Figures from within Liverpool’s cultural and creative community share their opinion on the Black Lives Matter movement and the potential for change at a local level.
Jean-François Manicom, curator at the International Slavery Museum.
George Floyd’s story is one of racism, a story of discrimination, and a story of Black poverty, in the US but also across the world. It’s directly linked to the story of slavery. It’s one of the legacies. Police violence and state violence against black bodies started soon after the end of slavery with hanging, public execution. This is a continuation of violence against the Black body since the end of slavery.
I was not surprised at the protests, but I am surprised at how big the movement has become. People know that Black Lives Matter is not only the story of Black people, rather it’s the story of what type of society we want to live in. Large parts of society are unwilling to be ignorant. Many people know the reality and were able to immediately make the links from Minnesota to the rest of the world. People immediately made the link between the presence of Black people in the UK.
Following what happened in Bristol, I think the debate around statues and street names is very, very important. In Liverpool, I don’t think we should only focus only on Penny Lane. Sure, Penny Lane is important because it is emblematic of Liverpool, it’s in the story of The Beatles and is internationally known, so I see why it is seen as important. But I think it is dangerous to only focus on Penny Lane. A wider debate is what is the significance of a statue in the public space? What is the significance of a street name? Why do we not use a number like in some countries – 5th Avenue, for example. What does it mean to celebrate somebody? Society needs to reflect on that.
When you put emphasis on somebody and you give honour to a person from a particular time, you give honour to what they represent from that time. This often simply represents the economic value and apparent social value of this person. But at that time perhaps nobody was talking about ethical value. So these values which were agreed upon 200 years ago are not the same as now. We need to consider that not as a problem, but as part of progress. For example, if you agree with the values of [Edward] Colston, whose statue went up 200 years ago, do you also agree to only ride horses in the city? Do you agree to live in a house without electricity? Do you agree to die because there are no antibiotics? No. So, you’re agreeing to live in modernity, but do you live with modern values? It’s now comfortable for you to live with electricity, cars, trains, planes, but the values represented in those statues – are they comfortable to you?
There is also, in my opinion, a consideration around what the agreement is when putting up a statue. Can we agree, for example, a statue is only provisory? Maybe the starting mistake is thinking the statue is here forever. The starting point could be that the statue is only up for the duration of time the values it represents are acceptable. Colston had plenty of money and he helped the city with his money. Are these the type of values we want to pass down to our kids? If we find after real public debate that the values are not the same, can we try and find a way to move the statue on from that point? A cemetery for statues for example, or a warehouse, housing all statues which carry values which are no longer acceptable.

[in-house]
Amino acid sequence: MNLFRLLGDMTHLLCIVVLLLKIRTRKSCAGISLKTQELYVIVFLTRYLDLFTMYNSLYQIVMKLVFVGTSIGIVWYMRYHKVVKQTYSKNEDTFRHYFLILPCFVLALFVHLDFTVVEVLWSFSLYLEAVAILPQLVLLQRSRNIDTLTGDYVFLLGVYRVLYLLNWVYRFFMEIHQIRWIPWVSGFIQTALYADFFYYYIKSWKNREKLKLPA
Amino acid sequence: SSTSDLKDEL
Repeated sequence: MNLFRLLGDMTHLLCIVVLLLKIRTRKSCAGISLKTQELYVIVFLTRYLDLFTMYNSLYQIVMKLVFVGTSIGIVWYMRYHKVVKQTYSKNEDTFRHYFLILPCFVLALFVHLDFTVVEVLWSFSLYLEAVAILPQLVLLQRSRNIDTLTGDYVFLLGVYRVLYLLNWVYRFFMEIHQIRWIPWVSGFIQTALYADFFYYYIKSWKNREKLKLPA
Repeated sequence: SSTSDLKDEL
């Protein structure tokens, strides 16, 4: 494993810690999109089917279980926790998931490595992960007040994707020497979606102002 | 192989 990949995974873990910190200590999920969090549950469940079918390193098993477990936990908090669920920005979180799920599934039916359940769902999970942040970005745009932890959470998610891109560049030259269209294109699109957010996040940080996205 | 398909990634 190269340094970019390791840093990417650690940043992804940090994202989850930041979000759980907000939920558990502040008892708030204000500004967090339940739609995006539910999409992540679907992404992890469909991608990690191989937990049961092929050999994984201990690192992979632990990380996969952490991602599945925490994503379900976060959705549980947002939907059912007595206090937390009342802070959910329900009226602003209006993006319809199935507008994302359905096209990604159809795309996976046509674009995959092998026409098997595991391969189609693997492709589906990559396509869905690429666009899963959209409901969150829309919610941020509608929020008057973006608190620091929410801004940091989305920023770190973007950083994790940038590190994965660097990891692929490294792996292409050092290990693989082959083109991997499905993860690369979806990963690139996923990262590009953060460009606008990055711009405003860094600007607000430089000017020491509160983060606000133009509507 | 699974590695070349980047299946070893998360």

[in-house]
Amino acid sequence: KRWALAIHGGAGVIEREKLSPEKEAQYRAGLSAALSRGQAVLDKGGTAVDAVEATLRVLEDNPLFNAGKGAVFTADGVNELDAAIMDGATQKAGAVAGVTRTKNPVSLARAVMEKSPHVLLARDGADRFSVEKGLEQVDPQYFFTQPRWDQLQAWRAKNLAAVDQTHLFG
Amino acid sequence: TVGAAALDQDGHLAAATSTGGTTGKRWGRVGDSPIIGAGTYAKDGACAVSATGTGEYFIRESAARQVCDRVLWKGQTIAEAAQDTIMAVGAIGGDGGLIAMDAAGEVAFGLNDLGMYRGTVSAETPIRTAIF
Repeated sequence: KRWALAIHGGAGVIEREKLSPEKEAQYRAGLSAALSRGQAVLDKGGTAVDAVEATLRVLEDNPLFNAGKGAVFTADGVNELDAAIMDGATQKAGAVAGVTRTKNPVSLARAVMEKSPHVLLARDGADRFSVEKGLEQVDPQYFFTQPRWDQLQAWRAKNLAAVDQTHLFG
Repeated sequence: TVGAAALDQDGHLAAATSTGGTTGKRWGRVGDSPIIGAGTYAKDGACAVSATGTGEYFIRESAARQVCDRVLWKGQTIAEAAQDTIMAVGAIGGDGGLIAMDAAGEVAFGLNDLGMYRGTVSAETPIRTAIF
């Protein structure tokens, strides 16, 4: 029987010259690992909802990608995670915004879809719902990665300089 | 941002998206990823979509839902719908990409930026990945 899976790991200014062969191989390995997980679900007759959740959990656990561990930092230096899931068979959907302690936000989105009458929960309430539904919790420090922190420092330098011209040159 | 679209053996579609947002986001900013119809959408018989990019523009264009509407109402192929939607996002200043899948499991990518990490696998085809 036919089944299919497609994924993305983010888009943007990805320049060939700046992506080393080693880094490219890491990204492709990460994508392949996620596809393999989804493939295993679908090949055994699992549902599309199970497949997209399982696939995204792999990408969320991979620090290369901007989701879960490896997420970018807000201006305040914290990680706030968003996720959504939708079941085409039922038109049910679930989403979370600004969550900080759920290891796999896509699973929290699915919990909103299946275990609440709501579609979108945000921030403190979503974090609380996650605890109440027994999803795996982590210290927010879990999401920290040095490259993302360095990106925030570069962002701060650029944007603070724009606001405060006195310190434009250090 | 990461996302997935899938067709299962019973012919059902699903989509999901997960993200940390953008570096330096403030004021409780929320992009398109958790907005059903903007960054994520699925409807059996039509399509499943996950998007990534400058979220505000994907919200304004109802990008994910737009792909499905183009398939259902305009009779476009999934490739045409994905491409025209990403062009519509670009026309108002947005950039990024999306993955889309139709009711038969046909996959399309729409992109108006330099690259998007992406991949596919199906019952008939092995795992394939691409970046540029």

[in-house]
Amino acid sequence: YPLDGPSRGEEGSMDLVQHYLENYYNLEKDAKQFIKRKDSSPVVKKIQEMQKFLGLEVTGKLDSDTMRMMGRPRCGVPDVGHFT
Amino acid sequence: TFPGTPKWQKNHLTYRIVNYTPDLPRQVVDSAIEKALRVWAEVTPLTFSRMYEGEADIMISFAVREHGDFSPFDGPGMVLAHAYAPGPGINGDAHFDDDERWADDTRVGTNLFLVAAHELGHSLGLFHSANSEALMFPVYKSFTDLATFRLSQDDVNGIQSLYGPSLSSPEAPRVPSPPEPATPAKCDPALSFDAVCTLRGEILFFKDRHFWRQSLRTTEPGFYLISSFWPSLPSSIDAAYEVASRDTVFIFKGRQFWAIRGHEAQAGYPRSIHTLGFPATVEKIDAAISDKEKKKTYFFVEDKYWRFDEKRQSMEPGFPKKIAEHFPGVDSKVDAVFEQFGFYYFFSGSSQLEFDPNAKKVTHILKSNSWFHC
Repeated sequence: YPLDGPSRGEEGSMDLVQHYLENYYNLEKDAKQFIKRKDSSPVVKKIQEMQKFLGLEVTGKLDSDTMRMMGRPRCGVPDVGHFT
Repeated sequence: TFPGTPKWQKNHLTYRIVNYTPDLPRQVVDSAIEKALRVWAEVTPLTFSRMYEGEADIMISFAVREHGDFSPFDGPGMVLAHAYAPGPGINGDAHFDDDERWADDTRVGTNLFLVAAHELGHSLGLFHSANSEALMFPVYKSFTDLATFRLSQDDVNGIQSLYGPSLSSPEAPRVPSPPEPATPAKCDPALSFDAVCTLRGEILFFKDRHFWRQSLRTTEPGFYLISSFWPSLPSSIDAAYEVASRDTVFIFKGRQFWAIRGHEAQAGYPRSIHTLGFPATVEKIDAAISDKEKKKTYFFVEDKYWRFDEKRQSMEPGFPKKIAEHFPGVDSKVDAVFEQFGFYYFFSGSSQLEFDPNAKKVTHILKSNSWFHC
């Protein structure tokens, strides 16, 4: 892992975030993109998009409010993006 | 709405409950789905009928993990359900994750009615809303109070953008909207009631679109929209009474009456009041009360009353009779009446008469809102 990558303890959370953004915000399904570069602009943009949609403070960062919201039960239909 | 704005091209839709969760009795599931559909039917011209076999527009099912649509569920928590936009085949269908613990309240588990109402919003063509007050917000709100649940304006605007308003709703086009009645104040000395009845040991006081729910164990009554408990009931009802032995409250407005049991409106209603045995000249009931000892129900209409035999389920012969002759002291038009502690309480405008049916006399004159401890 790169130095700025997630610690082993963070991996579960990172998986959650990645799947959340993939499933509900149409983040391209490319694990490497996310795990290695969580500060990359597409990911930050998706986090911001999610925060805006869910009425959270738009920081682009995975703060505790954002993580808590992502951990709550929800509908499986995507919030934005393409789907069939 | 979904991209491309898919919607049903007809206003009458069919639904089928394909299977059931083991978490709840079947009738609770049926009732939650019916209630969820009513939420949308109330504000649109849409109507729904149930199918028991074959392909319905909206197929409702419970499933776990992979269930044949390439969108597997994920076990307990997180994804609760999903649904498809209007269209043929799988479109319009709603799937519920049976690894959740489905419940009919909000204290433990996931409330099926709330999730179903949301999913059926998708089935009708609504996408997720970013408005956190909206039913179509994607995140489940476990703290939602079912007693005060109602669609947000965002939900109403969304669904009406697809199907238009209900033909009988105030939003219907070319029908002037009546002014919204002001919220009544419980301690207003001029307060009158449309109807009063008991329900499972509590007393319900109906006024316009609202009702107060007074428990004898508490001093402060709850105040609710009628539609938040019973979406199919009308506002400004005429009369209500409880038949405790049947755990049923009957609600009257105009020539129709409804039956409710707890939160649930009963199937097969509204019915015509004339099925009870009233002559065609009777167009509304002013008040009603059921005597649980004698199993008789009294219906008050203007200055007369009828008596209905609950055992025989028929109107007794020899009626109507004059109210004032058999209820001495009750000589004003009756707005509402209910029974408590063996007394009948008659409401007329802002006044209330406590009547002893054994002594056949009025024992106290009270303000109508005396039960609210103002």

The debate is more complicated than simply to remove or to keep. It’s our past but removing the statue is not just removing the past. You can remove a statue but the past is still here. Understanding the past is better. Asking questions like ‘why was this person so popular?’. Because the money he represented was the only value then; but Colston stayed in the middle of Bristol for 200 years. The scandal is not removing the statue, the scandal is the fact that it was there for 200 years.
The debate is not about a political decision, it’s about a societal decision, so I think the discussion has to be open between groups of people like charities, organisations, the city council, historians, philosophers, academics, the public and the people who live in the area. There are traditionalists who have always lived with these statues, for example. We need to ask if they are comfortable with what this statue represents or can we imagine a better person to be there. Can we imagine flowers in its place, or a tree, in response to climate change, for example? A tree would probably be more helpful than a statue.
I have no answer. Or rather, I have an answer from my own perspective, but it should be about consensus. It’s about the type of world are we are going to live in. The world around you impacts your feeling. Your landscape is part of your mental construction, so when you promote the honour of certain people it will contribute to your feeling about the world around you. And this is a reason why the presence of ISM is so important in Liverpool. Even for people who don’t go inside, that they know there is an International Slavery Museum here is very important.